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National Business Aviation Association CEO strikes back at WSJ

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NBAA CEO Ed Bolen, in a letter to the editor, claimed that the WSJ article Corporate Jet Set: Leisure vs Business  “neglected to mention that the personal use of a company’s airplane typically accounts for only a tiny fraction of the aircraft’s flights.”  He continues “for the most part, businesspeople use airplanes to reach towns with little or no airline service, work more efficiently and productively while in flight, and be more nimble and competitive in a global marketplace.”

Call me crazy, but this sounds like a bunch of malarkey.  The WSJ certainly did not “neglect” to mention the things that Bolen claims, rather they made the opposite point entirely — that corporate jets are used far more often for leisure travel than the corporations and the NBAA claims, and, that such personal use of these aircraft is dramatically and systematically under-reported.  I agree that there is a general sense of “rich people are bad” in the article — surprising for the WSJ — but feel like they make a valid point.  I personally love to fly privately, but don’t want to pay (as a shareholder) for the CEO to go on vacation while being told that he’s flying for business.  If the CEO is really underpaid to the extent that he can’t afford to fly privately to the extent he wants to, then we can have a discussion about salary, but slipping in personal usage of a corporate jet effectively as hidden compensation is wrong.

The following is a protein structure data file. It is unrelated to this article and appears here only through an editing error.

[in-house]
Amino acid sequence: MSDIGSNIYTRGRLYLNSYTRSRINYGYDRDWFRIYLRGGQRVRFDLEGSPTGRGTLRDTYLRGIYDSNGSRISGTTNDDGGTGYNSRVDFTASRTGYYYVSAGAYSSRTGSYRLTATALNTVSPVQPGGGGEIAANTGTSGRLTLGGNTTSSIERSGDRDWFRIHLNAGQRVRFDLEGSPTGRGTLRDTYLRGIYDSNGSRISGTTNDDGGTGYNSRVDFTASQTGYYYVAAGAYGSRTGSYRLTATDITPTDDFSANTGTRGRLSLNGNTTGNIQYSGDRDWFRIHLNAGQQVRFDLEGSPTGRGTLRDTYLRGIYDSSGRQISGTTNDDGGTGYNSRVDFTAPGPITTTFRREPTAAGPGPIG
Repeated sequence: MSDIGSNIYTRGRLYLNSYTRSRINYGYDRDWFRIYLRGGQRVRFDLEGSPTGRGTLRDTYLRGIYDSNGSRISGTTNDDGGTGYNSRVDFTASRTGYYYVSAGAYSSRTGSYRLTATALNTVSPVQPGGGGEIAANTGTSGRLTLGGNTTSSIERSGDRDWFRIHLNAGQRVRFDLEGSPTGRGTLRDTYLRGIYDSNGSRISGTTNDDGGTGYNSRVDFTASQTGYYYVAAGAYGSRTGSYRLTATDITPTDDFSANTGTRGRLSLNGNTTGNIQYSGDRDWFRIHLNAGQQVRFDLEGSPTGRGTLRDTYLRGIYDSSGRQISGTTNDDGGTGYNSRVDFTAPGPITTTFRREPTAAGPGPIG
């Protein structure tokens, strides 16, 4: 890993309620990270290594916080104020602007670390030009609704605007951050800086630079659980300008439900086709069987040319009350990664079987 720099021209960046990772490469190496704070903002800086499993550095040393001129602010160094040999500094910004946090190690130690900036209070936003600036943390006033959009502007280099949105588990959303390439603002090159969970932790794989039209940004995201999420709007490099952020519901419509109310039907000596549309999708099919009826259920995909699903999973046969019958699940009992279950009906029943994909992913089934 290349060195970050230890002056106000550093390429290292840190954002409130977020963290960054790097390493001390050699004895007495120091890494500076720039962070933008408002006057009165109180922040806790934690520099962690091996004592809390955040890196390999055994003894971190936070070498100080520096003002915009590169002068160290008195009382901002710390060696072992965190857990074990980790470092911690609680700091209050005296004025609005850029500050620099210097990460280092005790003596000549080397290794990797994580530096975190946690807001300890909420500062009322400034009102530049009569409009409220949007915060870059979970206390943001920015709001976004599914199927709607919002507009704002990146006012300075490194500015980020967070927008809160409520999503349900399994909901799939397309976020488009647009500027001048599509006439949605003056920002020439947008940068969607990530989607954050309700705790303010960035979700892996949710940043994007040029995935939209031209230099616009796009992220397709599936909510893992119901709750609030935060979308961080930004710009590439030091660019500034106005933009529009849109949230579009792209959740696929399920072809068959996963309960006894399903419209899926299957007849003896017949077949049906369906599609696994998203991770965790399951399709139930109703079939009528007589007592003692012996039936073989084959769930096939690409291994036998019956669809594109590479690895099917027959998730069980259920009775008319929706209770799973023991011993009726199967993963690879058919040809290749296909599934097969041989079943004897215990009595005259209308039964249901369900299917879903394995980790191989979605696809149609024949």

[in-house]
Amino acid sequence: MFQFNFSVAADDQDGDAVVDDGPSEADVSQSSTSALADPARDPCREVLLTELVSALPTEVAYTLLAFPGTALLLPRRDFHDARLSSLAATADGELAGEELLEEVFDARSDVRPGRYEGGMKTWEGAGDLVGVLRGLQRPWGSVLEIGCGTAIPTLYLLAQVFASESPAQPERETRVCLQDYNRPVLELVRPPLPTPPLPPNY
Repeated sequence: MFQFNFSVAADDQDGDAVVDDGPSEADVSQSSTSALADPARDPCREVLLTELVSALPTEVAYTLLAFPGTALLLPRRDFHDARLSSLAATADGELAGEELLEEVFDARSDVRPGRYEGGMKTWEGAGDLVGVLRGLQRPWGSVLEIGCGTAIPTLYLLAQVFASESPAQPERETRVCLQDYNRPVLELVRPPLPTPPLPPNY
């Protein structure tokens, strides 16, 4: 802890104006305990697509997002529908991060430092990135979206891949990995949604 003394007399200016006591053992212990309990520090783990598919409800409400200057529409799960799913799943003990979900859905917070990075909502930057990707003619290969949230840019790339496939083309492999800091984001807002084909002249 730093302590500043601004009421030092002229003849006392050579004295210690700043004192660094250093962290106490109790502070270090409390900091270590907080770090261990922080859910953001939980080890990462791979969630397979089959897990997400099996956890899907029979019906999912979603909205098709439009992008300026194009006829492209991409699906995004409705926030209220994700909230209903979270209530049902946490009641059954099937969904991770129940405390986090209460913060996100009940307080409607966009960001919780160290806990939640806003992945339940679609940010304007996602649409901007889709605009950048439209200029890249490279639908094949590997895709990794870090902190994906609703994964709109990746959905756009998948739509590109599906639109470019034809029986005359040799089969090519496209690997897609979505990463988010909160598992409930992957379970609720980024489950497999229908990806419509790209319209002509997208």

Most Corporate Aircraft Users Are a ‘Working Jet Set’

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Written by mojofinance

June 30, 2011 at 7:00 pm

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